}

        private TabControlViewModel _tabControlViewModel = null;

        void NewTabControl(object obj)
        {
            TabControlViewModel = new TabControlViewModel();
        }

        public RelayCommand<ContentControl> NewTabControlViaContentControlCommand
        {
            get;
            set;
        }

        void NewTabControlViaContentControl(ContentControl tabContentControl)
        {
            TabControlViewModel = new TabControlViewModel();
            MainWindow mwin = Application.Current.MainWindow as MainWindow;
            tabContentControl.SetValue(ContentControl.ContentTemplateProperty, mwin.FindResource("tabControlDataTemplate") as DataTemplate);
        }



    }
}
share|improve this question
4  
Why? Could be one of hundreds of reasons. Is MainGridViewModel a property off of the instance that is set on the DataContext of the ContentControl? Are you doing all of this before InitializeComponent has been called in the constructor? Etc etc on and on. You need to create the simplest possible, compilable prototype that does what you want and see if you can repro your issue. Then use that here (code in question, no links, please) to illustrate your problem. But most likely you'll solve your issue yourself. –  Will Apr 16 '12 at 12:56
    
@Will: Yes, MainGridViewModel is a property of the instance that is the DataContext of the ContentControl. Setting MainGridViewModel occurs after InitializeComponent has been called. The framework doesn't "apply the datatemplate" the first time; subsequent setting of MainGridViewModel has the intended effect. I will try to create a simple reproduction; it just seems like I need to re-trigger the binding, or, perhaps add a new binding to get ContentControl to add the type-linked DataTemplate to its ContentPresenter, just as setting ContentControl.ContentTemplateProperty directly does. –  Bill Apr 16 '12 at 15:33
    
What you said leads me to believe that it should work. Have done it many many times. I think your proto will clarify your issue. –  Will Apr 16 '12 at 15:44
    
@Will: Hi Will, I took your suggestion and put together a prototype. It is really simple and illustrates both the technique that is not working as I would expect, as well as the one that does work. I included links to a VS2010 project that compiles, and added code and a brief description in my original post in order to provide context for discussion. I appreciate any additional insights you could provide. Thanks. –  Bill Apr 17 '12 at 20:13
    
Cool. I'll take a look at it tomorrow. –  Will Apr 17 '12 at 20:15

1 Answer 1

up vote 1 down vote accepted

I believe that I found the error in the technique that was not working above. I found it by trying to set the DataContext directly in XAML the same way I was doing in code - namely, directly to a ViewModel. When I tried this, it too didn't work.

For example, setting the DataContext of my MainWindow to a ViewModel does not work:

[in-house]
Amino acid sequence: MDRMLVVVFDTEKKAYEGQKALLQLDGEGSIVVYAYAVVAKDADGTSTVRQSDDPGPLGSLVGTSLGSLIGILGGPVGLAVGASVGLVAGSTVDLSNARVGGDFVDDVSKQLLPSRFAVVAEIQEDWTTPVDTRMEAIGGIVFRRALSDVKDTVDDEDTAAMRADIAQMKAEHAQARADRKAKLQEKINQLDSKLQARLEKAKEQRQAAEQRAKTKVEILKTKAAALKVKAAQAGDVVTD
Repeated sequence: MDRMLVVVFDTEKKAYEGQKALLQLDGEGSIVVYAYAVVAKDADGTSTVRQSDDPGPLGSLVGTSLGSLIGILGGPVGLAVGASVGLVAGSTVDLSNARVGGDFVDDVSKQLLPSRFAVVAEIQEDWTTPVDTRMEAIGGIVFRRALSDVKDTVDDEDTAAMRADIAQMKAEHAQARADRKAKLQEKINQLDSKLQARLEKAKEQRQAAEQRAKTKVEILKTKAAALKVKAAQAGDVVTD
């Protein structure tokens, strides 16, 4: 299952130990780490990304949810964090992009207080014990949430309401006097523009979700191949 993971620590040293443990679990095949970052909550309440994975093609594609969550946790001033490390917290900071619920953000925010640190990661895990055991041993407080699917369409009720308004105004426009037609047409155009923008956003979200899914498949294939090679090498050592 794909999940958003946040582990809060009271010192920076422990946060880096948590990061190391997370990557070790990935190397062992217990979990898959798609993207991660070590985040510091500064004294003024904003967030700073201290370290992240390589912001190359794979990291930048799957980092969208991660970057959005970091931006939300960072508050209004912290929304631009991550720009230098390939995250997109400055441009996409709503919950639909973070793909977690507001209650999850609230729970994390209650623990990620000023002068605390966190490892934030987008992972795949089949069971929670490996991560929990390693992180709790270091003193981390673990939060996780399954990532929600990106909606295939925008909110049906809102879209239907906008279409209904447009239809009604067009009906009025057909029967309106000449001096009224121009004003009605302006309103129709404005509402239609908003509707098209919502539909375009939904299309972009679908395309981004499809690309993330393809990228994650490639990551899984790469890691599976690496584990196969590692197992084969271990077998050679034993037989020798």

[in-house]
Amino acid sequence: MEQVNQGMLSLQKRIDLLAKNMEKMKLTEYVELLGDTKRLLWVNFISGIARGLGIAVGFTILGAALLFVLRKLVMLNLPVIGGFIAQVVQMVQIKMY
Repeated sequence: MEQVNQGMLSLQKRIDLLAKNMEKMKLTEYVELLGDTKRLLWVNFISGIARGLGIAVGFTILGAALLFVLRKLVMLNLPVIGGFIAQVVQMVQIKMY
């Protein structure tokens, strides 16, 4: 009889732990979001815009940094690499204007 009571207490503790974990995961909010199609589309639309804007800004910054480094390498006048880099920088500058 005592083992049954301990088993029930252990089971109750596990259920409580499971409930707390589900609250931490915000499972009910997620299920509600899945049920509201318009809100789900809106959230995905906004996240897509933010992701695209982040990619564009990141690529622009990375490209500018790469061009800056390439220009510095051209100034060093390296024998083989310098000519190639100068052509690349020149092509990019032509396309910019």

<Window DataContext="vm:MainViewModel" ...>

However, setting the DataContext of my Window to a ViewModel declared in the resources of a higher level component - in my case, App.xaml, allows everything to work fine:

In App.xaml:

<Application.Resources>
    <vm:MainViewModel x:Key="MainViewModel" />
</Application.Resources>

Then, in MainWindow.xaml:

<Window DataContext="{Binding Source={StaticResource MainViewModel}}" ...>

I think what I was doing in my original code in the example above is similar to setting the the DataContext directly to the ViewModel, because, even though my ContentControl was creating a Binding, I think the necessary element must be that the ViewModel, one way or another, needs to be added as a Resource. Only then can the DataContext Binding on the ContentControl be set to the resource and the framework will then provide the expected mapping of the ViewModel type to the DataTemplate visual tree elements.

All of the above information is useful for ContentControls. In particular, the code solution in my original question may be the best and only way to achieve what is described. However, the story is different for an ItemsControl. At the risk of this post diverging too far, I included these additional insights in a post on my blog.

share|improve this answer
    
DataContext="vm:MainViewModel" I wouldn't think would compile. If anything, it is equivalent to this.DataContext = typeof(MainViewModel);. You're right about creating an instance in app.xaml, then binding to that instance via the static resource. I actually do that alot; My high-level VMs are dependency objects and I declare them as resources. I can then bind them and compose them together like any other object in an xaml tree. Works out well imho. –  Will Apr 18 '12 at 15:13
    
DataContext="vm:MainViewModel" does actually compile. Other variations, such as trying to Bind to it, do not. When you "bind and compose" your high level VMs, are you able to create more than one instance, or, do you stick to one instance per declaration in the Resources? Would you have a code sample handy? I am ow looking into to creating new instances at runtime, as needed, from a Resource. What is ugly about this requirement is, in order to maintain MVVM separations, I now need a ViewService to manipulate Resources in the View layer at runtime, instead of just manipulating ViewModels. –  Bill Apr 18 '12 at 16:03
    
You can create as many instances as you want. I usually create one instance of each VM, however. You can also instantiate your VS as a resource and then bind it to your VMs. There's a very small example of me doing something similar but with a ConsoleService in this answer](stackoverflow.com/questions/6695599/…). Remember, xaml gets deserialized into the object graph it represents. So its just like any other code... –  Will Apr 18 '12 at 17:41